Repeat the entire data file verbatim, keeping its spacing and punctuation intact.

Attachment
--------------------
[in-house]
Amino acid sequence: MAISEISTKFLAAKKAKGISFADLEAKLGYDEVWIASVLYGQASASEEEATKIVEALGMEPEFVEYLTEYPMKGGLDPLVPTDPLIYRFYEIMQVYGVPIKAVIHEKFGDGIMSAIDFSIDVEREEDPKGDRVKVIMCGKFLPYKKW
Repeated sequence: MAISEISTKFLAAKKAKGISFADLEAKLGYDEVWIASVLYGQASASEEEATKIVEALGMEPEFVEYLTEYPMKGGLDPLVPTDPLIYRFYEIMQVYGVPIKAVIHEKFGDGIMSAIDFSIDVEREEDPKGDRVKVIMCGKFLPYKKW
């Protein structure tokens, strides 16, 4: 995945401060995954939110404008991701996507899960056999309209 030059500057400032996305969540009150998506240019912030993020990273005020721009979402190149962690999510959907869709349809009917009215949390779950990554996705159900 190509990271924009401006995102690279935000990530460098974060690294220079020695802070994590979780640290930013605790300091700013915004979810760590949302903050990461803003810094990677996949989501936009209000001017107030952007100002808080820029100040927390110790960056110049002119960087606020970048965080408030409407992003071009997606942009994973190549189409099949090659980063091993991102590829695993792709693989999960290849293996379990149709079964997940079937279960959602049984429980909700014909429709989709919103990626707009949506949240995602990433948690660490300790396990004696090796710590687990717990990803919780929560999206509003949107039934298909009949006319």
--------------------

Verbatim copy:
[in-house]
Amino acid sequence: MAISEISTKFLAAKKAKGISFADLEAKLGYDEVWIASVLYGQASASEEEATKIVEALGMEPEFVEYLTEYPMKGGLDPLVPTDPLIYRFYEIMQVYGVPIKAVIHEKFGDGIMSAIDFSIDVEREEDPKGDRVKVIMCGKFLPYKKW
Repeated sequence: MAISEISTKFLAAKKAKGISFADLEAKLGYDEVWIASVLYGQASASEEEATKIVEALGMEPEFVEYLTEYPMKGGLDPLVPTDPLIYRFYEIMQVYGVPIKAVIHEKFGDGIMSAIDFSIDVEREEDPKGDRVKVIMCGKFLPYKKW
């Protein structure tokens, strides 16, 4: 995945401060995954939110404008991701996507899960056999309209 030059500057400032996305969540009150998506240019912030993020990273005020721009979402190149962690999510959907869709349809009917009215949390779950990554996705159900 190509990271924009401006995102690279935000990530460098974060690294220079020695802070994590979780640290930013605790300091700013915004979810760590949302903050990461803003810094990677996949989501936009209000001017107030952007100002808080820029100040927390110790960056110049002119960087606020970048965080408030409407992003071009997606942009994973190549189409099949090659980063091993991102590829695993792709693989999960290849293996379990149709079964997940079937279960959602049984429980909700014909429709989709919103990626707009949506949240995602990433948690660490300790396990004696090796710590687990717990990803919780929560999206509003949107039934298909009949006319």